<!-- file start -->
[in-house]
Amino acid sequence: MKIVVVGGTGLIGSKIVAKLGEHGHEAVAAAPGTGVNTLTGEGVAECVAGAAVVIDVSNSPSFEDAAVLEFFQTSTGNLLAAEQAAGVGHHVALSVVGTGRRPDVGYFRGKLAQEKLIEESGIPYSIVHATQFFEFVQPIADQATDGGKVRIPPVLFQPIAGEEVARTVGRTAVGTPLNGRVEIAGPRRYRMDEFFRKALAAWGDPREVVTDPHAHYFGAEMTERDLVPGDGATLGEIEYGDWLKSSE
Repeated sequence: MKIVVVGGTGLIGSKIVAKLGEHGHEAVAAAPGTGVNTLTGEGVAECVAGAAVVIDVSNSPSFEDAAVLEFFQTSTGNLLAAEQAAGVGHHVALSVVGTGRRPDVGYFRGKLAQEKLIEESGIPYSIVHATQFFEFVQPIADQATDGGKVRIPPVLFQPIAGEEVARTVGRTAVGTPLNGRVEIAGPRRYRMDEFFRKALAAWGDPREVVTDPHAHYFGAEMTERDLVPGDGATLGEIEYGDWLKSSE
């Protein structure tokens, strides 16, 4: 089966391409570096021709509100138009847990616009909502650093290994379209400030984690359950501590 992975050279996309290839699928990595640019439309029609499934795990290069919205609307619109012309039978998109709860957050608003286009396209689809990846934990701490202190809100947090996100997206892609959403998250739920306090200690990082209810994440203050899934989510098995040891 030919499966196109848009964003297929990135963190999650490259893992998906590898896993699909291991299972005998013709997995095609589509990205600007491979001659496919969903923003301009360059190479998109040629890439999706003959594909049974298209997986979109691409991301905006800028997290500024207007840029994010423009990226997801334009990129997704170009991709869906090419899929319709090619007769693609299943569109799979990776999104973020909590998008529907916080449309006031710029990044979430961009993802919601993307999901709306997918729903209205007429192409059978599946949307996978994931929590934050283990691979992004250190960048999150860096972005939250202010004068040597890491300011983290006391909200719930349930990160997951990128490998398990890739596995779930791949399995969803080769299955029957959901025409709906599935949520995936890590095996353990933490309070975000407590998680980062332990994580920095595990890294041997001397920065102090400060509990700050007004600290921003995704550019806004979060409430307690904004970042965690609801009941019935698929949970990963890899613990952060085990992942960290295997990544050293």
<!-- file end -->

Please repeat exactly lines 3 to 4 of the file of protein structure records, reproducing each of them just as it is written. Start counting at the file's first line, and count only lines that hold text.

Repeated sequence: MKIVVVGGTGLIGSKIVAKLGEHGHEAVAAAPGTGVNTLTGEGVAECVAGAAVVIDVSNSPSFEDAAVLEFFQTSTGNLLAAEQAAGVGHHVALSVVGTGRRPDVGYFRGKLAQEKLIEESGIPYSIVHATQFFEFVQPIADQATDGGKVRIPPVLFQPIAGEEVARTVGRTAVGTPLNGRVEIAGPRRYRMDEFFRKALAAWGDPREVVTDPHAHYFGAEMTERDLVPGDGATLGEIEYGDWLKSSE
């Protein structure tokens, strides 16, 4: 089966391409570096021709509100138009847990616009909502650093290994379209400030984690359950501590 992975050279996309290839699928990595640019439309029609499934795990290069919205609307619109012309039978998109709860957050608003286009396209689809990846934990701490202190809100947090996100997206892609959403998250739920306090200690990082209810994440203050899934989510098995040891 030919499966196109848009964003297929990135963190999650490259893992998906590898896993699909291991299972005998013709997995095609589509990205600007491979001659496919969903923003301009360059190479998109040629890439999706003959594909049974298209997986979109691409991301905006800028997290500024207007840029994010423009990226997801334009990129997704170009991709869906090419899929319709090619007769693609299943569109799979990776999104973020909590998008529907916080449309006031710029990044979430961009993802919601993307999901709306997918729903209205007429192409059978599946949307996978994931929590934050283990691979992004250190960048999150860096972005939250202010004068040597890491300011983290006391909200719930349930990160997951990128490998398990890739596995779930791949399995969803080769299955029957959901025409709906599935949520995936890590095996353990933490309070975000407590998680980062332990994580920095595990890294041997001397920065102090400060509990700050007004600290921003995704550019806004979060409430307690904004970042965690609801009941019935698929949970990963890899613990952060085990992942960290295997990544050293």